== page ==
Tag Archives: Gaussian elimination

CryptoMiniSat v2 finally released

CryptoMiniSat version 2.4.0 is finally here. I decided to use the INRIA Gforge system to coordinate bug-hunting, release management and the forums. However, the source code revision management is coordinated through Gitorious. There, you can find all revisions that have been made to CryptoMiniSat since its original SVN revision control was fixed to use trunk and branches. I believe at least a 1000 revisions are up, so you can see how the source evolved. The source now should be pretty stable, but I am looking forward to all bug reports and suggestons.

Gaussian elimination is currently disabled. It is present in the code, however, and can be enabled. The reason for disabling it is that I haven’t used it for quite some while. This means it needs testing to be stable, and some very minor tuning needs to be carried out to make work with the much updated internal state of CryptoMiniSat.

I hope this release is just a starting point for a number of upcoming releases that will be made in a much more transparent manner than they have been done until now. I am looking forward to feature requests, bug report and merge requests both in the Gforge and the Gitorious intefaces. Good SAT solving!

Why CryptoMiniSat can’t use MATLAB to do Gaussian elimination

Some people, who may not have thought through the problem of implementing Gaussian elimination into SAT solvers, seem to think that it’s just a matter of pulling a matlab function into a solver, and the job is done. Let met explain why I think this is not the case.

Firstly, we don’t wish to execute Gaussian elimination simply before the solving, instead, we wish to execute it during the solving. This means the matrix’s columns need to be changed often, since as we move down the search tree, some variables will be fixed, thus the columns need to be cleared, and the augmented column needs to be updated. But how would a matlab function know which column was changed? These functions are made to work on any given matrix, churn through it, and finish with a result. However, in many cases, the change (=delta) between two matrixes is minimal (i.e. 3rd column from right was changed). In this case, the matlab routine will nevertheless start updating the matrix from the leftmost column, essentially taking far more time than an algorithm that knows that the delta was small.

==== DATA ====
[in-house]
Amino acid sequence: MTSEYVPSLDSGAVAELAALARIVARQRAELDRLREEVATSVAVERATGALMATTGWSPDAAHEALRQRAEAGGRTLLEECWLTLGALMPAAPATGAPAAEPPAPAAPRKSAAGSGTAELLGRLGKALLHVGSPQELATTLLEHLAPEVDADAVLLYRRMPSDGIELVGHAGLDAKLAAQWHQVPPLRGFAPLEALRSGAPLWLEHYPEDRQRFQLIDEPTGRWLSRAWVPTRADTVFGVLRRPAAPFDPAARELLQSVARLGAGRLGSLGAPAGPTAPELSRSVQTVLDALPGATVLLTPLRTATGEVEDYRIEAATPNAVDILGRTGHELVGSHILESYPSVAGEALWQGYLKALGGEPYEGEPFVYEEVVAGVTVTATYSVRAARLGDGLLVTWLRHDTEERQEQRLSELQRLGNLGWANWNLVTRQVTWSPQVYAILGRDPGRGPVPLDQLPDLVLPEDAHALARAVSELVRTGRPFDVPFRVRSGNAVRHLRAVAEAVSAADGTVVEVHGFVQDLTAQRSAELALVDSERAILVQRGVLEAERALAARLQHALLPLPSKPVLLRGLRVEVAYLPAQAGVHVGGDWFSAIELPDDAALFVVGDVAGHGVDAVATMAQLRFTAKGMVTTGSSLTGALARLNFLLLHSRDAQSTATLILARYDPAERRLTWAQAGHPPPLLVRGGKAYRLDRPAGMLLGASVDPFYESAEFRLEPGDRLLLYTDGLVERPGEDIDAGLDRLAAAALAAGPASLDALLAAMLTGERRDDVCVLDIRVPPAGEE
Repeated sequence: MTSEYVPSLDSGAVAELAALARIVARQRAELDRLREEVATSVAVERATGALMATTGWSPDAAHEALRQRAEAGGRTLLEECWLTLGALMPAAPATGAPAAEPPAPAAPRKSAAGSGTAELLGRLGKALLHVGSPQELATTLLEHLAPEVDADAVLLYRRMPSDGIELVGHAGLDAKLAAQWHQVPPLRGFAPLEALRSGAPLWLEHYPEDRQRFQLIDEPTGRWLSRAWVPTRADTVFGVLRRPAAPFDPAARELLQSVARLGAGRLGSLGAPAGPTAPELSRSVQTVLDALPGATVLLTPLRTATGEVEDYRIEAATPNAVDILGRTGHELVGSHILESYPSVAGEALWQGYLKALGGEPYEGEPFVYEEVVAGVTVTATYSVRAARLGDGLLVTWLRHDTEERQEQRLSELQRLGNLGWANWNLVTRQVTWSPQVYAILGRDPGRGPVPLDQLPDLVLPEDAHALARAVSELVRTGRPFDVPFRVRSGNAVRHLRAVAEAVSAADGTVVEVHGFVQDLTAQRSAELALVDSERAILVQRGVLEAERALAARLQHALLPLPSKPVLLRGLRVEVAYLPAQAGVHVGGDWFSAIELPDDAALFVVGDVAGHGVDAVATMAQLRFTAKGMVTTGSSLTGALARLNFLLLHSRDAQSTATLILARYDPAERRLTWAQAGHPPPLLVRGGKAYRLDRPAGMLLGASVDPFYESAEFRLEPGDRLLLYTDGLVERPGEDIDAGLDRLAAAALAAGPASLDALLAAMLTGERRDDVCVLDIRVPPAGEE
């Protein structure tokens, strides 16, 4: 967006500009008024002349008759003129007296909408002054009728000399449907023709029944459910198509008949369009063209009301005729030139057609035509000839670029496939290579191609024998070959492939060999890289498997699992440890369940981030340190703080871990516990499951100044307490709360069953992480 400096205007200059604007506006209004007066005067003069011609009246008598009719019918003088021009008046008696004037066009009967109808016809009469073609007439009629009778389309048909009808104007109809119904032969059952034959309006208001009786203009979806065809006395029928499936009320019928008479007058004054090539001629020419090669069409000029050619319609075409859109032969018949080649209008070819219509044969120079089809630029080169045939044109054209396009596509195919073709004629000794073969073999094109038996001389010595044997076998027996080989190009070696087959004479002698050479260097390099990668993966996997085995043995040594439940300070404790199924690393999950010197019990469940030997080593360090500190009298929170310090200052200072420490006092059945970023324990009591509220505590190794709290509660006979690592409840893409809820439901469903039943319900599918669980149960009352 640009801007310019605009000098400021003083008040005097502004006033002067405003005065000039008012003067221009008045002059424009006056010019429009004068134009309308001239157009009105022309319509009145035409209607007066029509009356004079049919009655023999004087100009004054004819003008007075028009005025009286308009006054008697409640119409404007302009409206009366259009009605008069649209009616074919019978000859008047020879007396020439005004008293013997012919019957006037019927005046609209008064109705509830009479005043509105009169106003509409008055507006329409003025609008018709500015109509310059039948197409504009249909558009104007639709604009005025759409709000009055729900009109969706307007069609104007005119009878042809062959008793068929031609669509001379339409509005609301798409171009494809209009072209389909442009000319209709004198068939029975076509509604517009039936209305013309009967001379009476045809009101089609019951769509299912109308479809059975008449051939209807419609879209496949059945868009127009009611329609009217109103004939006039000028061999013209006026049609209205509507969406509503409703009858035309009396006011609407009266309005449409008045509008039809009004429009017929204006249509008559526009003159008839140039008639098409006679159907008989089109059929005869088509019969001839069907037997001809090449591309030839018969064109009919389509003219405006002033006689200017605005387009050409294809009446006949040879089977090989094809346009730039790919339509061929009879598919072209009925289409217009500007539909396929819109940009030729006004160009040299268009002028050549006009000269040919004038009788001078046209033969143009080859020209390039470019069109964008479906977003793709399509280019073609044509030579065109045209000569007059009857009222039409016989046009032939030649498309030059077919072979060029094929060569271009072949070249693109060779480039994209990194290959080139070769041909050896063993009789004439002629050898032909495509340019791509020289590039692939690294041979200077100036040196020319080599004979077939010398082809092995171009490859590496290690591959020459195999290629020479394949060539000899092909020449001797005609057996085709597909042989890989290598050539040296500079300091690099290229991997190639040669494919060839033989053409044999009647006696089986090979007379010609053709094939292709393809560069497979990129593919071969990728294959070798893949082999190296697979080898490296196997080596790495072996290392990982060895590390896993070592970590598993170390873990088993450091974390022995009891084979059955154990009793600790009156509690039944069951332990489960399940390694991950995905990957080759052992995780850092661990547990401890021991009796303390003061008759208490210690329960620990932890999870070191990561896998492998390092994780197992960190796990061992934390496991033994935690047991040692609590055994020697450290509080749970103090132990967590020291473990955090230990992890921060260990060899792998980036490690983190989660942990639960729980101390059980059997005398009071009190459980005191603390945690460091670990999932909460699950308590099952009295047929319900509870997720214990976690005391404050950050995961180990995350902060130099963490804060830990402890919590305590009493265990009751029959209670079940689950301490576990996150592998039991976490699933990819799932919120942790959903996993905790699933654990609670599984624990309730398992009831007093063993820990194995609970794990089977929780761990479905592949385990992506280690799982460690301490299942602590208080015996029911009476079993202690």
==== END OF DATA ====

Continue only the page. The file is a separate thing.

Secondly, let’s assume that a value like “x1=true” has been found by the matlab function. Since we don’t know where this information came from, there is only one way of adding it: put it into the propagation queue. This, however, would be a grave mistake. By not giving the solver a hint where this propagation came from, the solver cannot use this information during conflict generation, and we will loose most of the benefits. In case a conflict is found by our matlab function, the problem is even worse. What caused the conflict? We simply don’t know. We can send the solver back one decision level, and hope for the best, but non-historical backjumping is one of the main reason SAT solvers perform so well. On the other hand, if we keep another matrix, not assigned with the current assignements but updated with all row-xor and row-swap operations (as in CryptoMiniSat2), then we will have all these informations at our disposal, and the integration of Gaussian elimination into the SAT solving process will be correct.

These two reasons should be sufficient to see that matlab, or really any mathematical package that implements Gaussian elimination is not useful for CryptoMiniSat. Yes, some of their “tricks” could be used, and I think are already being used.

PS: As a side-note, many have told me that the matrixes are sparse, and so I should use a sparse matrix data structure. Although the matrixes are indeed sparse, they are also miniscule. On very small matrixes (<200-300 columns) there is simply no point in doing sparse matrix elimination. Not to mention, that since two different matrixes need to be stored and handled, it is impossible to find a pivot that is optimal for both, thus the density of at least one of the matrixes must evolve faster than optimal, leading to an early switch to a dense matrix representation.